Kilmainham Gaol, Dublin
The Easter Rising of 1916 was a curious event, tiny in comparison with the rebellion of 1798, for instance, with only about 2000 people actively taking part in it. It was disastrously badly organised and commanded very little public support, but its martyred hero’s glow in the imaginations of republican Ireland as icons in the struggle against British rule.
On Easter Monday, 24 April 1916, Padraic Pearse, at the head of 150 men armed with ancient rifles and farm tools, took over the General Post Office, where he solemnly read out a stirring document proclaiming the new Irish Republic. Meanwhile, volunteers took over other buildings – a brewery, lunatic asylum, factory and bakery. Many Dubliners were as bemused as the British forces by the collapse of the city into chaos, and, instead of joining the rebels, made tea for the British. The fighting lasted for six days, and on the Saturday Pearse surrendered. Over 400 people had died, much of central Dublin lay in ruins, and the leaders of the Rising were even less popular than they had been at the start.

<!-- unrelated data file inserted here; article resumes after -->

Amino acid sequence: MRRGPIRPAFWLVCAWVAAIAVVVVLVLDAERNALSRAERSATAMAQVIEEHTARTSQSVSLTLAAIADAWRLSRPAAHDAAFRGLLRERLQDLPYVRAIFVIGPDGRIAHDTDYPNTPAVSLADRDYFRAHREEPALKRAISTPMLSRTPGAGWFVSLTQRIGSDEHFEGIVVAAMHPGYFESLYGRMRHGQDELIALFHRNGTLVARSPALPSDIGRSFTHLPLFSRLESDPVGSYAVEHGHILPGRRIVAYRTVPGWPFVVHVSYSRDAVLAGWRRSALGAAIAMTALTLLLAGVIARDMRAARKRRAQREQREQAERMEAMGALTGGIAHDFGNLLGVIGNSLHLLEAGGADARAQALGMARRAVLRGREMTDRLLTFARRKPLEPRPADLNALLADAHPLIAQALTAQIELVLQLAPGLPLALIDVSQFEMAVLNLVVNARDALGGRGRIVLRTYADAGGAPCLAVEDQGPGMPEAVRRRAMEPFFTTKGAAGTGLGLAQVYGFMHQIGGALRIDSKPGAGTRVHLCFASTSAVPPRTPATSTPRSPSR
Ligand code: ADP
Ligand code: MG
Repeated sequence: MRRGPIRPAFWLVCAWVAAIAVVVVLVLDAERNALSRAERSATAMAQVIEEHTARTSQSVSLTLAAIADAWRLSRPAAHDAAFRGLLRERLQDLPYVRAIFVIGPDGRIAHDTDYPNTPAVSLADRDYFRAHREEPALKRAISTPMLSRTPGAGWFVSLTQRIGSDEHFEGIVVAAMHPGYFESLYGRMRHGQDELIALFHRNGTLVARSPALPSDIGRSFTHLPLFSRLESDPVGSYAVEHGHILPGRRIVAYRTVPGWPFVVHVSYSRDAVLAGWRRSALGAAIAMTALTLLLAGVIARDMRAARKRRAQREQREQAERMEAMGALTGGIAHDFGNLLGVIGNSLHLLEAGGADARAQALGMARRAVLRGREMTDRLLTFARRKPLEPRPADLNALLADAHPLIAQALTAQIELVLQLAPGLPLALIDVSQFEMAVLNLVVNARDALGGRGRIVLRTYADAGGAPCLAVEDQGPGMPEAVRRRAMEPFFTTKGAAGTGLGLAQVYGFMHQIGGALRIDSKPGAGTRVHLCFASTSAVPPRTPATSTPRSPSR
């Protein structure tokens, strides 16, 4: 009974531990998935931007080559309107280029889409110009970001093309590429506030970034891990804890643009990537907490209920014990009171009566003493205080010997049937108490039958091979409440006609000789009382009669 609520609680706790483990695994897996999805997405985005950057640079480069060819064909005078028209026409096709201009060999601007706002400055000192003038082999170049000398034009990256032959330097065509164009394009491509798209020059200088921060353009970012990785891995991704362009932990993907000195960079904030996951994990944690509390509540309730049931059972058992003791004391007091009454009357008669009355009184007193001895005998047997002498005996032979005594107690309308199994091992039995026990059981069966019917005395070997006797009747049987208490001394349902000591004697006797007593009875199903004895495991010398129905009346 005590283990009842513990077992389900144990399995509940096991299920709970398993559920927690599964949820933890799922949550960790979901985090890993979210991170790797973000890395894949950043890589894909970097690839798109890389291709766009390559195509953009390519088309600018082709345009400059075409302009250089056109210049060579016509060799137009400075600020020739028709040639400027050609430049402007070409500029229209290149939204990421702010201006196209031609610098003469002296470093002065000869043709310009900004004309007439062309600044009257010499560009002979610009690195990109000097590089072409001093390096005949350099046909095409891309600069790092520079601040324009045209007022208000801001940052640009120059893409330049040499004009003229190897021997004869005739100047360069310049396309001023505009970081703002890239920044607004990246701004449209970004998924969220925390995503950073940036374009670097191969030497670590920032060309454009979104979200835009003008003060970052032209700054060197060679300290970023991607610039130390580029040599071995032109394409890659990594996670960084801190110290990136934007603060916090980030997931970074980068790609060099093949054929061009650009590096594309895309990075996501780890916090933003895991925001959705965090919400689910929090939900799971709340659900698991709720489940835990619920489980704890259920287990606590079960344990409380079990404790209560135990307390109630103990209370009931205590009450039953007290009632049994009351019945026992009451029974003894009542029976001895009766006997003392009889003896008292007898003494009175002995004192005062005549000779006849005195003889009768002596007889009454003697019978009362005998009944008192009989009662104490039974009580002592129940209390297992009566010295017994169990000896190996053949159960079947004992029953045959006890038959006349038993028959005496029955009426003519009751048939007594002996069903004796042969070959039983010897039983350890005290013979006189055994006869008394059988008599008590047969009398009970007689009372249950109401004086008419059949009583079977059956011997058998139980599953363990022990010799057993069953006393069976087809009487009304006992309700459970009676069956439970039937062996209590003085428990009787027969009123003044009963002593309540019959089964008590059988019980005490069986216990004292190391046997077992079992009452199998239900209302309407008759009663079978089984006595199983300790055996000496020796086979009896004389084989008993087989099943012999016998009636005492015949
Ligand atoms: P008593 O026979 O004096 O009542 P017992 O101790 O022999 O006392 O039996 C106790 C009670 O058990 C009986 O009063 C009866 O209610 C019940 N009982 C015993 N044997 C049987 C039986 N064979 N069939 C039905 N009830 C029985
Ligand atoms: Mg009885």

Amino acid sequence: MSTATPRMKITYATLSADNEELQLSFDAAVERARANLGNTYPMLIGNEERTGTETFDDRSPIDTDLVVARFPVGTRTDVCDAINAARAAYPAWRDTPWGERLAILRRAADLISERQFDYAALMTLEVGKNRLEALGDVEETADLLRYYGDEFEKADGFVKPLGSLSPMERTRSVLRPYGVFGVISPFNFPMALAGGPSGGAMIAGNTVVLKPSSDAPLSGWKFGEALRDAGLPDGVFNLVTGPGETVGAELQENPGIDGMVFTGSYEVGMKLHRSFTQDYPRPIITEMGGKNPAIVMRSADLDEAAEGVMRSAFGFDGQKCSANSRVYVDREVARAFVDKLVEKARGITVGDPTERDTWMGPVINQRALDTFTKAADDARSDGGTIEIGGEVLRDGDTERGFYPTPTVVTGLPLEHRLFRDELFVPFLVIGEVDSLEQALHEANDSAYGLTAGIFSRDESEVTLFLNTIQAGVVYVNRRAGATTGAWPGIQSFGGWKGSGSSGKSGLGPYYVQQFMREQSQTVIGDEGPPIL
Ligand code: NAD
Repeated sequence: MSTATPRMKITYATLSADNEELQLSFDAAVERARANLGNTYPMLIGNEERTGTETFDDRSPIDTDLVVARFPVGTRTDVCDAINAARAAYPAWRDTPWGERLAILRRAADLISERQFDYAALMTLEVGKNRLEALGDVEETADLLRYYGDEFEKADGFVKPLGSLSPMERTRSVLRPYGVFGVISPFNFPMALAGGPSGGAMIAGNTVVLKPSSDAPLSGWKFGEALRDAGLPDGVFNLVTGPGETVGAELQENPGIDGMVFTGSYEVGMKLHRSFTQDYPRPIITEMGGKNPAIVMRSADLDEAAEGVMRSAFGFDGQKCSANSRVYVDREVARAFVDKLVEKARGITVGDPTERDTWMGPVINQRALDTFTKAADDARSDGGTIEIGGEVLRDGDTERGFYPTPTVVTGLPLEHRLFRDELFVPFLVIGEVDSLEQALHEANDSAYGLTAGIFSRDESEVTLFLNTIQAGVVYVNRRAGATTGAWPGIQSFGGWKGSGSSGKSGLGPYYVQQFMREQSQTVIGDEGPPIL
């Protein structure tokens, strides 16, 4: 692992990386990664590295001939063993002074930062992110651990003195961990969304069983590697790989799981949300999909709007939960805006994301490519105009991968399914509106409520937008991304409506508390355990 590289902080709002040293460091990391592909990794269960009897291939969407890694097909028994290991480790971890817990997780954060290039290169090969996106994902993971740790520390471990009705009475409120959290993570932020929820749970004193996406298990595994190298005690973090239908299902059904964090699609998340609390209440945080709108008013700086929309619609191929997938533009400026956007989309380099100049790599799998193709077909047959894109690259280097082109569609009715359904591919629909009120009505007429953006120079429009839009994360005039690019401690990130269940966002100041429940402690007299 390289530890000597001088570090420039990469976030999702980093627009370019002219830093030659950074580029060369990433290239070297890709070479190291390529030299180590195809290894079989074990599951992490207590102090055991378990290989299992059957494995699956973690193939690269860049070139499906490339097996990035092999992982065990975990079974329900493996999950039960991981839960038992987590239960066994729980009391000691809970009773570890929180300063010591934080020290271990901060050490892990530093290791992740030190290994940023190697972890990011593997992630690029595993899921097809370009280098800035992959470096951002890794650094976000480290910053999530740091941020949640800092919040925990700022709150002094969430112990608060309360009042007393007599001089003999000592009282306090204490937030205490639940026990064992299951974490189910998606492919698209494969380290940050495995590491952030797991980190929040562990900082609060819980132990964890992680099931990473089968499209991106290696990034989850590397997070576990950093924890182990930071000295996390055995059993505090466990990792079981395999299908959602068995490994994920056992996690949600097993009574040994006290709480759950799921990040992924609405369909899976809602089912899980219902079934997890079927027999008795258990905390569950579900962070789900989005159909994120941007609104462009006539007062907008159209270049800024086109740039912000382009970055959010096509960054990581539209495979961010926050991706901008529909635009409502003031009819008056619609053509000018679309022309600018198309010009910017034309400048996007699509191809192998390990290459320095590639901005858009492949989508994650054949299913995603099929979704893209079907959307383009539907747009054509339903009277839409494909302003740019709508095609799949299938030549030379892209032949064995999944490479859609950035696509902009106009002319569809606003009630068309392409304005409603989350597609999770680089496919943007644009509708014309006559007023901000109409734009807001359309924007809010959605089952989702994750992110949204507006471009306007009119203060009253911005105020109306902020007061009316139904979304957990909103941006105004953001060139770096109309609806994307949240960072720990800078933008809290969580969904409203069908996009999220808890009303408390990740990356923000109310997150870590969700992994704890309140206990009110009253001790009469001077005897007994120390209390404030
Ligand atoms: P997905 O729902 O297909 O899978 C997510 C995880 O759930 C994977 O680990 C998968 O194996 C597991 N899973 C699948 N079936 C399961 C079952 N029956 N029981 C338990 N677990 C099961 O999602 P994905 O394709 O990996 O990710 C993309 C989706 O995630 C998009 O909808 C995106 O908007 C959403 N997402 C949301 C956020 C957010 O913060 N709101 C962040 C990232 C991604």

The tide turned when the authorities had 14 of them shot in the yard at Kilmainham Gaol, including Pearse and James Connolly. From then on, they were republican heroes. The release of hundreds of Irish internees later that year (among them Arthur Griffith, founder of Sinn Fein, Eamon de Valera and Michael Collins) did nothing to assuage the bitterness that surrounded the aftermath of the Easter Rising.
Today Kilmainham Gaol, last used as such in 1924, is an excellent if grim museum documenting the Irish struggle for independence.
Kilmainham Gaol is a must see attraction on your visit to Dublin when on your Ireland tours.